Feeds

50 million user Scribd scraps Flash for HTML5

Doc sharer dubs plug-in 'incessantly bad experience'

5 things you didn’t know about cloud backup

Web 2.0 Expo Scribd - the document sharing site that boasts 50 million unique users a month - has told the world that after three years and "multi-millions" of dollars of development on Flash, it's ditching the beleaguered platform in favor of the fledgling HTML5 standard.

Company co-founder and CTO Jared Friedman announced the move this morning at the Web 2.0 Expo in San Francisco, calling it "the largest HTML5 deployment to date." Friedman and crew have already moved 200,000 documents from Flash to HTML5, and eventually, the company will transfer all documents stored on the site, which number in the tens of millions.

Friedman was careful to call Flash "a terrific technology." But somewhere along the line, Scribd realized it's a plug-in. "[Flash] has always had a few drawbacks," he said. "It boils down to the fact that you're putting the content inside a separate application. This leads to a browser-in-a-browser problem where we end up duplicating functionality in the user's browser ourselves.

"This is one, a lot of work, and two, almost incessantly a bad user experience."

Friedman acknowledged that until recently, handling documents in the browser proper wasn't the best option. "The biggest challenge is formatting. Documents use very complex formatting - vector graphics, rotated text, precise positioning - that was difficult to replicate in a webpage," he said. "Browsers only supported a dozen fonts. Without the right font, you can't reproduce the document effectively."

But now that the major browsers have rolled out support for additional fonts through the @font-face element and for vector graphics through either the canvas tag or VML, Friendman says, Scribd believes it can serve 97 per cent of all browsers without Flash. "This even includes IE6," he said. Not even Internet Explorer 9 has embraced the canvas tag, but that's where VML comes in.

Scribd can convert documents originally formatted by Microsoft Office and OpenOffice.org, or in PDF, PostScript, rich text, or plain text formats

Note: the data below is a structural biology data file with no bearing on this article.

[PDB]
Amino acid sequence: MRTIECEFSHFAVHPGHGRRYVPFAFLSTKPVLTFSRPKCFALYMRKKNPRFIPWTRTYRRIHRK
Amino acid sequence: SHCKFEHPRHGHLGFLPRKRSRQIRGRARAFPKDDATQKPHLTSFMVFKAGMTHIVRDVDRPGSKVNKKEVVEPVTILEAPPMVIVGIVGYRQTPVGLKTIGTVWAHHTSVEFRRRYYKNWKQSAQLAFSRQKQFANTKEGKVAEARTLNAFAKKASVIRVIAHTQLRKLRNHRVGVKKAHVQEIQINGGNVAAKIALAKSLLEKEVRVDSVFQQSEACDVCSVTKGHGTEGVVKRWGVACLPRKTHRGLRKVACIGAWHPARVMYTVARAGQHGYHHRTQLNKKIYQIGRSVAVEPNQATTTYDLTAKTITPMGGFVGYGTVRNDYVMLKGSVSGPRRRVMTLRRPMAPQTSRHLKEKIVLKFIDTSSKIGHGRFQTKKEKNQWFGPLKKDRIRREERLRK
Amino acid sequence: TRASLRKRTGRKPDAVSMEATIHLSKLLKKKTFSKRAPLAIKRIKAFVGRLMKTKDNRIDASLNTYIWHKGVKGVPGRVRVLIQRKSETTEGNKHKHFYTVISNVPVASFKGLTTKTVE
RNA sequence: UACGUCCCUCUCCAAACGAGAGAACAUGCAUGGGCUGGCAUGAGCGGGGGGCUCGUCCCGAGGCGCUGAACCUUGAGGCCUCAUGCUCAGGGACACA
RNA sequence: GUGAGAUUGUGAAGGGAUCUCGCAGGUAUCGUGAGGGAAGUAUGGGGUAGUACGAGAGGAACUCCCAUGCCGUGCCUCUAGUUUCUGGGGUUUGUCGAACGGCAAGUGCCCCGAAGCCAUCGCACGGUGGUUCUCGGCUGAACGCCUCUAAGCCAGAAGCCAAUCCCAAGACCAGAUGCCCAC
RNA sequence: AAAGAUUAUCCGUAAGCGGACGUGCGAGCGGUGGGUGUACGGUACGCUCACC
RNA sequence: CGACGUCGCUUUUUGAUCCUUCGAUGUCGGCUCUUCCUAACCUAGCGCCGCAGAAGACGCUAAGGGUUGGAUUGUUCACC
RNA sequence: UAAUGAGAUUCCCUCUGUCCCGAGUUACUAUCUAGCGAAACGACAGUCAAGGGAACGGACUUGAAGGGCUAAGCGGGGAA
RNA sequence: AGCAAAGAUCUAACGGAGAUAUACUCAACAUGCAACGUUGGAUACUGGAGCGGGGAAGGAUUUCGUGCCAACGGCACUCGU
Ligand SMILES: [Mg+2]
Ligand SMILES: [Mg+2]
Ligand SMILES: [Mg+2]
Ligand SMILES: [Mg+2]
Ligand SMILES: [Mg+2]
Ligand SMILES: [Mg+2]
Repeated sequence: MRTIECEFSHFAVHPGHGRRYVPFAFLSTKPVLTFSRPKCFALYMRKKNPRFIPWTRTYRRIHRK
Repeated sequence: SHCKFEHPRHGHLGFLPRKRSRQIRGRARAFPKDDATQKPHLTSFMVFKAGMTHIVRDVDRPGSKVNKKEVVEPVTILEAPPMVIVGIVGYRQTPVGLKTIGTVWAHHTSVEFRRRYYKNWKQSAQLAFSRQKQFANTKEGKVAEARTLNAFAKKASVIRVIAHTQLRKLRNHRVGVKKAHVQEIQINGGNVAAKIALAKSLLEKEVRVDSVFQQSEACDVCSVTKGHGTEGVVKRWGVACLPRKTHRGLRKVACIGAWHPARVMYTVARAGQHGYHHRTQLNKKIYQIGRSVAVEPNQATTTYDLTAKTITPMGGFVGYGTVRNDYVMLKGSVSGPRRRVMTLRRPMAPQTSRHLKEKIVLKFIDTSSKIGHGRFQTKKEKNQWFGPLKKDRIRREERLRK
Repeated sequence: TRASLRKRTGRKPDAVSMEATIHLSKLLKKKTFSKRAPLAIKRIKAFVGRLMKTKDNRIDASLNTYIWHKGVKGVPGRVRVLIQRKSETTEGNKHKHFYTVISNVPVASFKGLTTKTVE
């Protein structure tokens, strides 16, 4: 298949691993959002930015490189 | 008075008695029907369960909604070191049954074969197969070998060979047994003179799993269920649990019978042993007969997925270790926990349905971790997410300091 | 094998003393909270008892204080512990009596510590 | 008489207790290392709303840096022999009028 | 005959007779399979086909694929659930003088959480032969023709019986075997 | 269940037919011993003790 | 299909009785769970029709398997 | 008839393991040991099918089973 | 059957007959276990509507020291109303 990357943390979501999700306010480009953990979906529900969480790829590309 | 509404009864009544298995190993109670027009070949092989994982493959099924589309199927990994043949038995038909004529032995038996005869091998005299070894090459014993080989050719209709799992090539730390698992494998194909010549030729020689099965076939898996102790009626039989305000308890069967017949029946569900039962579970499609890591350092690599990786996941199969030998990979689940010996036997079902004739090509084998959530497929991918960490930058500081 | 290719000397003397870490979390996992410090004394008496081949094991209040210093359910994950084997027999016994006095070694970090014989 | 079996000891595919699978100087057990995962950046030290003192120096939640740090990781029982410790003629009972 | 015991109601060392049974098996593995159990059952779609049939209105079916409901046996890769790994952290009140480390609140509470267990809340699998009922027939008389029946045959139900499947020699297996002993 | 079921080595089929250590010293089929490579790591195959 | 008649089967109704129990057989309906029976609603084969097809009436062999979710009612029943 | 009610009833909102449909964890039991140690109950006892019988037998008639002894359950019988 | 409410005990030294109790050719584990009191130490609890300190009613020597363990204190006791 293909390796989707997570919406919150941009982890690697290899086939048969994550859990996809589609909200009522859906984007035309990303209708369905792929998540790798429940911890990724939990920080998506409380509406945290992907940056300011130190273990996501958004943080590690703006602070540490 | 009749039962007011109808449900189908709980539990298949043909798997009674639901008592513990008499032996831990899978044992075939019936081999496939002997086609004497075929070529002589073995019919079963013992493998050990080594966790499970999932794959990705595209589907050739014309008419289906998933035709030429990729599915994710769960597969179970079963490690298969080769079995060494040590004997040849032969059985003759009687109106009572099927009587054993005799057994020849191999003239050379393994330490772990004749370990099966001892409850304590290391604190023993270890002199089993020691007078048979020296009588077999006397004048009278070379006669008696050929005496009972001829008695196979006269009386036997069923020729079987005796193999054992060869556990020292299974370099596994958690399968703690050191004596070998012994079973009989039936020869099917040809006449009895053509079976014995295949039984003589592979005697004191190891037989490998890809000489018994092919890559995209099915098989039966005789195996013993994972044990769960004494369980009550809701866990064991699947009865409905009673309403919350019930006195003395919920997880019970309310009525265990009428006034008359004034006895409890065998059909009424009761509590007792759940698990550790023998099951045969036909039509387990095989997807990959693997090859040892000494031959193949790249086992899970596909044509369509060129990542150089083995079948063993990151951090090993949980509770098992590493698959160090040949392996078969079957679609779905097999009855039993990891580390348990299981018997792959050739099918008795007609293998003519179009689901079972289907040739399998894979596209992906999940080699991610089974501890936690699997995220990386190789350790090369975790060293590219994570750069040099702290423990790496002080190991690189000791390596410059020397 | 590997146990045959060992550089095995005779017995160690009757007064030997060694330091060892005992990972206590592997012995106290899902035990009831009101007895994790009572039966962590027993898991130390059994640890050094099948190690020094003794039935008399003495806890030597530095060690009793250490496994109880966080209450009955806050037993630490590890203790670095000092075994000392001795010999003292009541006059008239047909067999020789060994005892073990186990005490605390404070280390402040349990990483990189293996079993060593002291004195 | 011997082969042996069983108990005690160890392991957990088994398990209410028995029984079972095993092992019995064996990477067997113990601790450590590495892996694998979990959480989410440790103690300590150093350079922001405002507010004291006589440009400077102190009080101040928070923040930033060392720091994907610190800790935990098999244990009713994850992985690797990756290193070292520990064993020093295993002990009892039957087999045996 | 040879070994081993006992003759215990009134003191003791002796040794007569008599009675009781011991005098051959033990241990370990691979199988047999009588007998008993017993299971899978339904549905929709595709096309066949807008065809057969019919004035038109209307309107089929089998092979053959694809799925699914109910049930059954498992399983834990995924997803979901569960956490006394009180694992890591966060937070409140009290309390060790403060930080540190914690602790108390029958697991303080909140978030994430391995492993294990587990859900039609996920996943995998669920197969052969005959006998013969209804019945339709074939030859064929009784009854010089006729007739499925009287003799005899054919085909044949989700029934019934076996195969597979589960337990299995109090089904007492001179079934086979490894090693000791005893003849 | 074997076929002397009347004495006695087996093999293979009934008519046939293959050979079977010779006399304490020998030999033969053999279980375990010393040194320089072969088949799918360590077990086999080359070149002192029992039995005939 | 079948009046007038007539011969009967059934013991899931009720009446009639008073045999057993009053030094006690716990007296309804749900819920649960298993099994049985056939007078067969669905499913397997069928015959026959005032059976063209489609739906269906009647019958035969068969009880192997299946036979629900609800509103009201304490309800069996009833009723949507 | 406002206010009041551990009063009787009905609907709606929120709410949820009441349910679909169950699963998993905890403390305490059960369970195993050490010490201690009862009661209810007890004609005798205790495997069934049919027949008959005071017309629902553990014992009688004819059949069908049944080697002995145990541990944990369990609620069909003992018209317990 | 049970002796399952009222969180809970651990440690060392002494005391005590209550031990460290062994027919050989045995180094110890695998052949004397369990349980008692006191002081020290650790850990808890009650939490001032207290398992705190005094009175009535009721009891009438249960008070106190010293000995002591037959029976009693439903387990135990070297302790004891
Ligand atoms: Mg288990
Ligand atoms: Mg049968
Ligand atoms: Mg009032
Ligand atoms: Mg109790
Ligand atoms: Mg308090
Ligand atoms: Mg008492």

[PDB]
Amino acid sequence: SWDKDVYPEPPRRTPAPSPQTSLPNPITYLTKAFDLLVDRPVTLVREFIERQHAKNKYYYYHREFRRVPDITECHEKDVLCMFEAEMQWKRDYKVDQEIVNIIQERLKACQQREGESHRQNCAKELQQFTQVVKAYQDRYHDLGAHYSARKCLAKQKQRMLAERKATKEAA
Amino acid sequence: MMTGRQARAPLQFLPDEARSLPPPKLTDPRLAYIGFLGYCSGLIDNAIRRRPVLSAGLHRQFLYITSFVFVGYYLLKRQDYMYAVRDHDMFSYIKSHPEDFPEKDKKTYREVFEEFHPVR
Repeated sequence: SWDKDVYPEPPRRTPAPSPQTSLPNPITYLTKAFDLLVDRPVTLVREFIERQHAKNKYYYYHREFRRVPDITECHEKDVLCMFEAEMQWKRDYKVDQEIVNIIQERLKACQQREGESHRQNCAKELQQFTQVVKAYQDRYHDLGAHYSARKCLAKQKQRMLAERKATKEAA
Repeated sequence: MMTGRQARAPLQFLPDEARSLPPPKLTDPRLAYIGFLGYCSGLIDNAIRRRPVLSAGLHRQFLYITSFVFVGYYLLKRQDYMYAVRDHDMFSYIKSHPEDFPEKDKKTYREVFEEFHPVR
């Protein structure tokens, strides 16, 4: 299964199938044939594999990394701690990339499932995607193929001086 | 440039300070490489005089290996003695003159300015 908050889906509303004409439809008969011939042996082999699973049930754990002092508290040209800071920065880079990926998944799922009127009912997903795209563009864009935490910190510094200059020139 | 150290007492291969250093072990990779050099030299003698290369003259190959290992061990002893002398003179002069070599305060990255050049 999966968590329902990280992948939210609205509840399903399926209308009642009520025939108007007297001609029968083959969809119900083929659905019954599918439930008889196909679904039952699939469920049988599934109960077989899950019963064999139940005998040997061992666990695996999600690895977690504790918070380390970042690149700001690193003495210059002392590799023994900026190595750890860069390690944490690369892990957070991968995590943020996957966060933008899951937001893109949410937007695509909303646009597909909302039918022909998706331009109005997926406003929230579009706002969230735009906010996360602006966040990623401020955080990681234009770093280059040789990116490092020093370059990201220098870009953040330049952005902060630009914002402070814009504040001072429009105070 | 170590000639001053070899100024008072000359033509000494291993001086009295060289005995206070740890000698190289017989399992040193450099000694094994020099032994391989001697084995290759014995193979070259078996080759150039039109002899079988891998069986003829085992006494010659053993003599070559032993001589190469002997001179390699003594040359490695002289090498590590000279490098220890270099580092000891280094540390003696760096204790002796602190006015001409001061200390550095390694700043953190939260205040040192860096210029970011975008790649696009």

Naturally, Friedman demoed his new HTML5 setup on an iPad. The iPad is controlled by a Silicon Valley cult that has a pathological aversion to Flash. ®

Gartner critical capabilities for enterprise endpoint backup

More from The Register

next story
Why has the web gone to hell? Market chaos and HUMAN NATURE
Tim Berners-Lee isn't happy, but we should be
Apple promises to lift Curse of the Drained iPhone 5 Battery
Have you tried turning it off and...? Never mind, here's a replacement
Microsoft boots 1,500 dodgy apps from the Windows Store
DEVELOPERS! DEVELOPERS! DEVELOPERS! Naughty, misleading developers!
Eat up Martha! Microsoft slings handwriting recog into OneNote on Android
Freehand input on non-Windows kit for the first time
Linux turns 23 and Linus Torvalds celebrates as only he can
No, not with swearing, but by controlling the release cycle
Scratched PC-dispatch patch patched, hatched in batch rematch
Windows security update fixed after triggering blue screens (and screams) of death
This is how I set about making a fortune with my own startup
Would you leave your well-paid job to chase your dream?
prev story

Whitepapers

Best practices for enterprise data
Discussing how technology providers have innovated in order to solve new challenges, creating a new framework for enterprise data.
Implementing global e-invoicing with guaranteed legal certainty
Explaining the role local tax compliance plays in successful supply chain management and e-business and how leading global brands are addressing this.
Advanced data protection for your virtualized environments
Find a natural fit for optimizing protection for the often resource-constrained data protection process found in virtual environments.
How modern custom applications can spur business growth
Learn how to create, deploy and manage custom applications without consuming or expanding the need for scarce, expensive IT resources.
High Performance for All
While HPC is not new, it has traditionally been seen as a specialist area – is it now geared up to meet more mainstream requirements?